I finally decided to replace my almost-a-decade-old laptop with a Dell Inspiron 5370. I’ll be using this post to keep running notes of my impressions of the machine and the issues that come up when running Linux on it.
The laptop has a 8th-generation quad-core i5-8250u processor, 8 GB RAM, 256 GB SSD and a full-HD IPS screen. There is a fingerprint sensor and a Type-C port that supports the DisplayPort standard.
Linux hardware support
I installed Debian Stable on the system but then updated it to Testing (currently Buster) with a 4.14 kernel.
The Wi-Fi module is an Atheros QCA9377 that requires non-free firmware (provided by the package
firmware-atheros) to be installed. Once this is done Wi-Fi works.
I’ve not tried setting up the fingerprint sensor.
Suspend to RAM and hibernate work, but once in ten times or so I’ve had the Wi-Fi crash on resume, requiring a reboot.
Connecting an external display over the USB-C port (using an Amazon Basics USB-C to VGA adapter) works out of the box.
Everying else works perfectly.
The laptop is light and sleek, designed in the general metallic ultraportable style. The outer shell is aluminium but the inner surfaces are plastic.
Keyboard and touchpad
The keyboard is a backlit, chiclet-style, keyboard which is comfortable to type on. However, you cannot rest your hands on the laptop for long while typing since the front edge is sharp enough to bite uncomfortably into your wrists if you do so.
The touchpad has a roughened surface. It is multitouch enabled. At least on Linux, while one and two-finger actions work perfectly, three- and four-finger gestures are sometimes recognized and sometimes not.
Both the keyboard and the touchpad have a little bit of mechanical give that you would not find on, say, a Macbook.
The display is sharp and has good viewing angles.
It is a matte display. Which has its good and bad parts. Reflections are not a problem at all. A light fixture right opposite my table which would bother me no end with my old laptop does not throw any visible reflection on this machine’s display.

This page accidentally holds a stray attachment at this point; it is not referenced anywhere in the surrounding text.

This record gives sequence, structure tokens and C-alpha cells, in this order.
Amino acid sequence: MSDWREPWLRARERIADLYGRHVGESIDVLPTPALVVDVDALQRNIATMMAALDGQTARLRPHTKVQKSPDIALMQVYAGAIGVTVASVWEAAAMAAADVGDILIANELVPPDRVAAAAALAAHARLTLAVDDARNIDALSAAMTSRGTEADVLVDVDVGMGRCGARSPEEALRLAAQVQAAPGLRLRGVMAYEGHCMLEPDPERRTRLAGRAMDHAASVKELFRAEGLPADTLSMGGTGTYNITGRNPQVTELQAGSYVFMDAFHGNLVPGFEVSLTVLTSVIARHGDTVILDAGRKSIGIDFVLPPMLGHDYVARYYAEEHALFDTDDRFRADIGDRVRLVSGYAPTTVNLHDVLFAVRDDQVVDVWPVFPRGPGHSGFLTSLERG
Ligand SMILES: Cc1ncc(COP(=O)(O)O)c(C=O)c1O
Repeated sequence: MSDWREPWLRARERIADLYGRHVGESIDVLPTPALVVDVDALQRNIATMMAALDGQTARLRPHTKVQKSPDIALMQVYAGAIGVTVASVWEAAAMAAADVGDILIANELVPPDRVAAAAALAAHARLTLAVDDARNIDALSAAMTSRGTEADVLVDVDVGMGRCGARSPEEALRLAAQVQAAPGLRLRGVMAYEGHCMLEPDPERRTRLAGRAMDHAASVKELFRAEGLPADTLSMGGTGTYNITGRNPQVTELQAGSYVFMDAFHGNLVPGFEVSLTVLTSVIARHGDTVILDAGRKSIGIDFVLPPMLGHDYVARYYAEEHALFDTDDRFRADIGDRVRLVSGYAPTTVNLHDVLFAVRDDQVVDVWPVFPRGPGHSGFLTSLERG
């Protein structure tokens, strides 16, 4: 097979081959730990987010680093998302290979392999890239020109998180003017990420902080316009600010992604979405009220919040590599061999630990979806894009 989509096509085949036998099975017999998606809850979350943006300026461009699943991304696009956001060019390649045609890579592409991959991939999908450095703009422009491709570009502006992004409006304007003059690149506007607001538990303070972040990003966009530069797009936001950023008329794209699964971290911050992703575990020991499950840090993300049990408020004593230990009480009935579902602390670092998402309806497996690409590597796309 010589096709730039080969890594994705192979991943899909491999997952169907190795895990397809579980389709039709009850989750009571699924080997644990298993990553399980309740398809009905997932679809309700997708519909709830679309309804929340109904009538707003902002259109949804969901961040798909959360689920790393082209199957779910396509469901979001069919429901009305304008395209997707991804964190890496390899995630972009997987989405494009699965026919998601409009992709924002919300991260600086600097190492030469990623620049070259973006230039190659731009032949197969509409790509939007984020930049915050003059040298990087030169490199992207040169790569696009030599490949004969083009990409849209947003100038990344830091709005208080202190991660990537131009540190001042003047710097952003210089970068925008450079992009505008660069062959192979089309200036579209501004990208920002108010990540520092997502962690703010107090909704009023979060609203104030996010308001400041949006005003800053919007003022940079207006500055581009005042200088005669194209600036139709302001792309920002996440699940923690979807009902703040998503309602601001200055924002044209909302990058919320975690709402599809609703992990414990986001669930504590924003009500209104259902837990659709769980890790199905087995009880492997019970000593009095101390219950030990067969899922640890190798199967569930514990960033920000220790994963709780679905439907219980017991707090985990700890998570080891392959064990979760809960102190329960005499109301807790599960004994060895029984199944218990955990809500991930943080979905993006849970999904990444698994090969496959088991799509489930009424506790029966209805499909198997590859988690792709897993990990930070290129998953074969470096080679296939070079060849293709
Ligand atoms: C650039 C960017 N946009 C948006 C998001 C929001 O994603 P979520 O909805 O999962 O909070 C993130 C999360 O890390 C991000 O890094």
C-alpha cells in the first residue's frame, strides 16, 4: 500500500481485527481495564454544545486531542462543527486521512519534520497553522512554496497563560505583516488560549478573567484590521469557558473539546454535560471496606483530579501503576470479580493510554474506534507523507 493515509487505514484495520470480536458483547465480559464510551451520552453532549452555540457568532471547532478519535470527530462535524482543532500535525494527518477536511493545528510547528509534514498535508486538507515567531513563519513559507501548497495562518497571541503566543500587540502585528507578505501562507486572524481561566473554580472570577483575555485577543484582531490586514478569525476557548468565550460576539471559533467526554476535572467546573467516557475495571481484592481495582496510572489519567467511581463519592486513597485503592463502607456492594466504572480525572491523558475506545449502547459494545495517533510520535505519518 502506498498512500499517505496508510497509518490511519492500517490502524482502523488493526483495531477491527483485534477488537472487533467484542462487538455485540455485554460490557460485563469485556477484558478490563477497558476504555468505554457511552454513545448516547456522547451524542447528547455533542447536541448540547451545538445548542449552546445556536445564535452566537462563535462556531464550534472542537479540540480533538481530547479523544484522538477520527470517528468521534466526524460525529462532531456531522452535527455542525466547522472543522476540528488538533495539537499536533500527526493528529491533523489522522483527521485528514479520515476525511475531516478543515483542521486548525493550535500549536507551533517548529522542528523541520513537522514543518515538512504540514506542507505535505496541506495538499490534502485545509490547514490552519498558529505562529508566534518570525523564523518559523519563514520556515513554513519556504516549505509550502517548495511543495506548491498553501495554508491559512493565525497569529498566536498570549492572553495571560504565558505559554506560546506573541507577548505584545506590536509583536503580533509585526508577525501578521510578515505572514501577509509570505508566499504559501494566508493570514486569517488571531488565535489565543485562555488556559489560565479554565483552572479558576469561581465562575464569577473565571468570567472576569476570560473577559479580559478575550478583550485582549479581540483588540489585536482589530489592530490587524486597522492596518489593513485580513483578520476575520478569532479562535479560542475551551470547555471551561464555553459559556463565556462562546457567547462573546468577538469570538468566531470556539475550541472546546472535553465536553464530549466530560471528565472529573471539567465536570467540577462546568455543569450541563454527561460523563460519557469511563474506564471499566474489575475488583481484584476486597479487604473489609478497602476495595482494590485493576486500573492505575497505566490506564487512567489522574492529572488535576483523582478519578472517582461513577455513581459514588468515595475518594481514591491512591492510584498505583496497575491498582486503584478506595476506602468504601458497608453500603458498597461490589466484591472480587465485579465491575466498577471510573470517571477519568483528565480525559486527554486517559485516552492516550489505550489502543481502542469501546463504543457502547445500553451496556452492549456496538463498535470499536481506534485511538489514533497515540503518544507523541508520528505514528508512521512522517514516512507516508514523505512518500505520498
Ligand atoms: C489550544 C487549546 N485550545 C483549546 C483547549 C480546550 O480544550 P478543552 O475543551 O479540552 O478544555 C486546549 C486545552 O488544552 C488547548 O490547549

But perhaps because of the anti-reflective treatment the contrast is low even at maximum brightness. Also, the color balance is towards the warm side. Being used to reflective bluish displays, whites on this screen look somewhat muddy to me. I’m sure part of this is a matter of habit. But I wish Dell had made the display brighter.
Thanks to AMD’s Ryzen scare, Intel gives us a quad-core CPU with hyperthreading in the i5-8250U. But I was worried whether the performance would be limited by thermal issues. Turns out that the actual performance is not bad at all.
Even though the base frequency of the processor is 1.6 GHz, when running a parallel program that uses 8 OpenMP threads to enumerate knight’s tours on a chessboard, the CPU frequency initally jumped up to its Turbo Boost level of 3.4 GHz, fell after a few seconds to around 2.5 GHz but thereafter did not fall any further while running the process over ten minutes. The CPU temperatures levelled off at around 60 °C on a day when ambient temperature was around 25 °C. The fan spun up but the noise was not uncomfortable.
I ran the benchmarks bundled with Intel’s Math Kernel Library. For the High Performance Linpack benchmark which measures floating-point performance we get around 100 GFLOPS/s (for double precision, using four threads) while for the High Performance Conjugate Gradient benchmark which measures both floating-point performance and memory bandwidth we get around 3 GFLOP/s.
When running the Linpack benchmark the sustained processor frequency was 2.2 GHz.
The STREAM memory benchmark gives a sustained bandwidth of around 12 GB/s when runnning four threads. This is quite lower than the numbers of around 20 GB/s I have seen for the Dell XPS 13 and Acer Swift 3 which use the same processor. This is possibly because the memory on those machines is in a dual-channel configuration while the Inspiron 5370 in the configuration I bought has a single 8 GB memory module.
Here are the results of running Geekbench on my machine.